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Town of Arundel
State: ME
County: York


Kennebunk River Watershed

Brimstone Pond lies north of Bimstone Road. The pond is 6.6 acres in area and is bordered by open fields, forest, and marsh.

Davis Pond is 4 acres in size and is mostly marsh during the dry season. A thin strip of forest buffer stands between the pond and Limerick Road to the west. The southern shore is bordered completely by open fields with one home.

Duck Brook runs out of a forested area west of I-95 between the Dutch Elms Golf Course and the Mildred L Day Middle School. It flows past a large farm before crossing under the highway, and runs for approximately 1.25 miles through forest before joining the Kennebunk River.

Goff Mill Brook runs for approximately 7 miles along the extent of Arundelís eastern border with Kennebunkport, paralleling the Boston & Maine Rail Line until the tracks cross Log Cabin Road and turn west. There the brook continues south and encounters little development as it passes through a half mile stretch of forest. It emerges in the backyards of several residences along Sinnott Road, passes a 100+ unit subdivision, and converges with the Kennebunk River near the Cape Arundel Golf Course.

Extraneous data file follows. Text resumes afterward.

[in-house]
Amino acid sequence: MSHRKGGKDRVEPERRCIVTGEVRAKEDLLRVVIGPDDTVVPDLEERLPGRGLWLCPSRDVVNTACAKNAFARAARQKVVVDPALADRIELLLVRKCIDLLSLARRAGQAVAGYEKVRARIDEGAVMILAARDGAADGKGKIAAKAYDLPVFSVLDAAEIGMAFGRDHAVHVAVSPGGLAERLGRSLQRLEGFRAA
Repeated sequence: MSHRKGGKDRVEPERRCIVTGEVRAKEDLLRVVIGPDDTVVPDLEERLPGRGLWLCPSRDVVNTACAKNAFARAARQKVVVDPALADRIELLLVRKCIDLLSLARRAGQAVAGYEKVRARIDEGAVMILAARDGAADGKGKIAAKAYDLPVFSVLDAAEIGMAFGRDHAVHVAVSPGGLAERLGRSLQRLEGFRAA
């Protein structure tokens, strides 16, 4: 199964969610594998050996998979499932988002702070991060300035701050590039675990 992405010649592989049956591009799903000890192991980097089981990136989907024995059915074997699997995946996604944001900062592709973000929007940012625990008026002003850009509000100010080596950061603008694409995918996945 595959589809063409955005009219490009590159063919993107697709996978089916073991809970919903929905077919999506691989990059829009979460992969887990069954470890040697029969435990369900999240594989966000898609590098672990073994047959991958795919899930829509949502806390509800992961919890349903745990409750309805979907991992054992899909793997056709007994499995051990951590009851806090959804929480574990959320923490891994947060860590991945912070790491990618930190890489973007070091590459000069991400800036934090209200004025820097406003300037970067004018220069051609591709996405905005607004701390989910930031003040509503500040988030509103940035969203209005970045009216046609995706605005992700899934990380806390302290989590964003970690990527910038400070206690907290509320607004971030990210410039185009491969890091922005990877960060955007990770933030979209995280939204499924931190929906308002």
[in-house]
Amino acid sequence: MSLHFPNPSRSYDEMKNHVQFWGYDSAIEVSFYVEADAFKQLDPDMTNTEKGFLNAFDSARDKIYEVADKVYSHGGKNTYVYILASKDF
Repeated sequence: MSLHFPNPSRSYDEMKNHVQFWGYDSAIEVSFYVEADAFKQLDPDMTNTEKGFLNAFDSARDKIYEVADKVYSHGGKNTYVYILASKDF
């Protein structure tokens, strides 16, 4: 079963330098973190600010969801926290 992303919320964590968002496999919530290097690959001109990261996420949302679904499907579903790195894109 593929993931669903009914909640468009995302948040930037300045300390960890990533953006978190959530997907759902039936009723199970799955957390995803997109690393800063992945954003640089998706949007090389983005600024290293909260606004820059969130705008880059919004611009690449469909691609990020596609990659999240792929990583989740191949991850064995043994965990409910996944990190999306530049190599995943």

The Arundel Swamp sits between Sinnott Road and River Road. It is an undeveloped area approximately .5 square miles in size. It feeds a small brook that runs south to the Kennebunk River.

The Kennebunk River forms Arundelís western boundary with the town of Kennebunk. It enters from Lyman and runs for approximately 12 miles before leaving Arundel on its way to the Atlantic Ocean. The banks of the Kennebunk River are bordered by farms and open fields from the Lyman border to I-95. From the interstate the river runs through forest and marsh, past many homes, and several subdivisions.

To see the locations of these resources in Google Earth follow this link.

If you do not have Google Earth software you may download it by following this link.

Water District: none
District Website: none
Water Source: Private Wells
# Accts Serv: none
Other Towns: none
Water District: Kennebunk, Kennebunkport, Wells Water District